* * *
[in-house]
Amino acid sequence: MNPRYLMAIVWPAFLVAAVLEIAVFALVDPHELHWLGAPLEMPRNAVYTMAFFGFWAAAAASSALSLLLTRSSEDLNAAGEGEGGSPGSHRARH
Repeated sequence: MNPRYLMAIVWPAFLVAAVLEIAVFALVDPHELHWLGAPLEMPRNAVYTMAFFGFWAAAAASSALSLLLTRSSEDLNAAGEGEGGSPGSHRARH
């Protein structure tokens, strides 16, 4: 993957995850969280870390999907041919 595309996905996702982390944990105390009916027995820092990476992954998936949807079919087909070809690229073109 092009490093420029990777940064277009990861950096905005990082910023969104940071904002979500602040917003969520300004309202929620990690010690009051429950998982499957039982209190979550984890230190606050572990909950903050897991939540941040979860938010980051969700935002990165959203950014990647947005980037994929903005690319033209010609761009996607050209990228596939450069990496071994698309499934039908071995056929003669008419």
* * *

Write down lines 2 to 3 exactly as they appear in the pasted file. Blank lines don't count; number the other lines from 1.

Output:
Amino acid sequence: MNPRYLMAIVWPAFLVAAVLEIAVFALVDPHELHWLGAPLEMPRNAVYTMAFFGFWAAAAASSALSLLLTRSSEDLNAAGEGEGGSPGSHRARH
Repeated sequence: MNPRYLMAIVWPAFLVAAVLEIAVFALVDPHELHWLGAPLEMPRNAVYTMAFFGFWAAAAASSALSLLLTRSSEDLNAAGEGEGGSPGSHRARH